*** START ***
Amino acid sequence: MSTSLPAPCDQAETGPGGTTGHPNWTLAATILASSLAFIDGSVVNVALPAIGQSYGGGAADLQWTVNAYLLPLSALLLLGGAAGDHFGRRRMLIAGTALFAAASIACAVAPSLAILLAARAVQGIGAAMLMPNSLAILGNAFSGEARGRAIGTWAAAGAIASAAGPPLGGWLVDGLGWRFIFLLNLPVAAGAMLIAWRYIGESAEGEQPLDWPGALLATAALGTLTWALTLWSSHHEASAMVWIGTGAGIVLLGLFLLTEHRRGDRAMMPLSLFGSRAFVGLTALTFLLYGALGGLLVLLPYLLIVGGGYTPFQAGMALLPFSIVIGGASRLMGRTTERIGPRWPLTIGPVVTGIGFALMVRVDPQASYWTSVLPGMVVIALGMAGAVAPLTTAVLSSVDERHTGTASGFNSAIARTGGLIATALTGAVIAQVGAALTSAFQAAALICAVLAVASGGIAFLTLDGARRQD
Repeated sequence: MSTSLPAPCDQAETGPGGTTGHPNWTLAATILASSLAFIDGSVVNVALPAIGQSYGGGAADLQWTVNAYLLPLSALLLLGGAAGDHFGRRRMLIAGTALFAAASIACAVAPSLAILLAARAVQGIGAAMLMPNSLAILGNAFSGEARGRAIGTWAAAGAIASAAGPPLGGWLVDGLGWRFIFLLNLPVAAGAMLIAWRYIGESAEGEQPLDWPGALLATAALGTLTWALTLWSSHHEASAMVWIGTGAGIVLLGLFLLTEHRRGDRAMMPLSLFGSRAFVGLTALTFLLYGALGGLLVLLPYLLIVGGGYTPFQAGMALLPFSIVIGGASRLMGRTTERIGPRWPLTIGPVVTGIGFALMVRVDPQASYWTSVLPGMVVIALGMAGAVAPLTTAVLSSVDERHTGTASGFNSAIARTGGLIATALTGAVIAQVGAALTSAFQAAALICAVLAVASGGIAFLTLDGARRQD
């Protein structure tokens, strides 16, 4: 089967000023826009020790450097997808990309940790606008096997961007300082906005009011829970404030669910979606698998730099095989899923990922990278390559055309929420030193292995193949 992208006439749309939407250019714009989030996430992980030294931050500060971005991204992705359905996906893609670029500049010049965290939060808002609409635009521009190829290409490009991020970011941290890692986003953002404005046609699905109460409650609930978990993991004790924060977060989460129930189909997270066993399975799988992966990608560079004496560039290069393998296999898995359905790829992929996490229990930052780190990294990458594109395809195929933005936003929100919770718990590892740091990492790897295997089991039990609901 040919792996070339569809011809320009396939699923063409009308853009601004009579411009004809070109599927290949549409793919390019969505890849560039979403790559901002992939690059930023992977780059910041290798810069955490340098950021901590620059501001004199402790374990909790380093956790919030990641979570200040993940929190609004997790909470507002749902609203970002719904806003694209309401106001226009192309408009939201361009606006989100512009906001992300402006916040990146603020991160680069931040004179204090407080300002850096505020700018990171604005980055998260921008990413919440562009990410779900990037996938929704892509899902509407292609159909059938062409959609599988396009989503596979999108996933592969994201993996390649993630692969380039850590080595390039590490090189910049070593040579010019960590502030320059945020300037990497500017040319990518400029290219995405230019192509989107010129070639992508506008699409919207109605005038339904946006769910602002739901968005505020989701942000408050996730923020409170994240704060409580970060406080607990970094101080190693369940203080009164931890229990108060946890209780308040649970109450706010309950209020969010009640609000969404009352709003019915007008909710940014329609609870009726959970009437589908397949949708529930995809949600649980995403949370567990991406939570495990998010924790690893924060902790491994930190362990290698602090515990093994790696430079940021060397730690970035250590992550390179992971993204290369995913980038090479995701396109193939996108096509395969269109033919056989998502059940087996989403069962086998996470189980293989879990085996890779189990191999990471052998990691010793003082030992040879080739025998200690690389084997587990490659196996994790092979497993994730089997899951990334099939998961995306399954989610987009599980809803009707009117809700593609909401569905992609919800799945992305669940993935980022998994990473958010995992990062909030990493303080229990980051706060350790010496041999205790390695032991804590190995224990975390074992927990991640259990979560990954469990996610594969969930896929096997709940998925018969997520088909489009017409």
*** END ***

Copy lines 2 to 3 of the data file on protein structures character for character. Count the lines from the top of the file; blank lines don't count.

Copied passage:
Repeated sequence: MSTSLPAPCDQAETGPGGTTGHPNWTLAATILASSLAFIDGSVVNVALPAIGQSYGGGAADLQWTVNAYLLPLSALLLLGGAAGDHFGRRRMLIAGTALFAAASIACAVAPSLAILLAARAVQGIGAAMLMPNSLAILGNAFSGEARGRAIGTWAAAGAIASAAGPPLGGWLVDGLGWRFIFLLNLPVAAGAMLIAWRYIGESAEGEQPLDWPGALLATAALGTLTWALTLWSSHHEASAMVWIGTGAGIVLLGLFLLTEHRRGDRAMMPLSLFGSRAFVGLTALTFLLYGALGGLLVLLPYLLIVGGGYTPFQAGMALLPFSIVIGGASRLMGRTTERIGPRWPLTIGPVVTGIGFALMVRVDPQASYWTSVLPGMVVIALGMAGAVAPLTTAVLSSVDERHTGTASGFNSAIARTGGLIATALTGAVIAQVGAALTSAFQAAALICAVLAVASGGIAFLTLDGARRQD
């Protein structure tokens, strides 16, 4: 089967000023826009020790450097997808990309940790606008096997961007300082906005009011829970404030669910979606698998730099095989899923990922990278390559055309929420030193292995193949 992208006439749309939407250019714009989030996430992980030294931050500060971005991204992705359905996906893609670029500049010049965290939060808002609409635009521009190829290409490009991020970011941290890692986003953002404005046609699905109460409650609930978990993991004790924060977060989460129930189909997270066993399975799988992966990608560079004496560039290069393998296999898995359905790829992929996490229990930052780190990294990458594109395809195929933005936003929100919770718990590892740091990492790897295997089991039990609901 040919792996070339569809011809320009396939699923063409009308853009601004009579411009004809070109599927290949549409793919390019969505890849560039979403790559901002992939690059930023992977780059910041290798810069955490340098950021901590620059501001004199402790374990909790380093956790919030990641979570200040993940929190609004997790909470507002749902609203970002719904806003694209309401106001226009192309408009939201361009606006989100512009906001992300402006916040990146603020991160680069931040004179204090407080300002850096505020700018990171604005980055998260921008990413919440562009990410779900990037996938929704892509899902509407292609159909059938062409959609599988396009989503596979999108996933592969994201993996390649993630692969380039850590080595390039590490090189910049070593040579010019960590502030320059945020300037990497500017040319990518400029290219995405230019192509989107010129070639992508506008699409919207109605005038339904946006769910602002739901968005505020989701942000408050996730923020409170994240704060409580970060406080607990970094101080190693369940203080009164931890229990108060946890209780308040649970109450706010309950209020969010009640609000969404009352709003019915007008909710940014329609609870009726959970009437589908397949949708529930995809949600649980995403949370567990991406939570495990998010924790690893924060902790491994930190362990290698602090515990093994790696430079940021060397730690970035250590992550390179992971993204290369995913980038090479995701396109193939996108096509395969269109033919056989998502059940087996989403069962086998996470189980293989879990085996890779189990191999990471052998990691010793003082030992040879080739025998200690690389084997587990490659196996994790092979497993994730089997899951990334099939998961995306399954989610987009599980809803009707009117809700593609909401569905992609919800799945992305669940993935980022998994990473958010995992990062909030990493303080229990980051706060350790010496041999205790390695032991804590190995224990975390074992927990991640259990979560990954469990996610594969969930896929096997709940998925018969997520088909489009017409």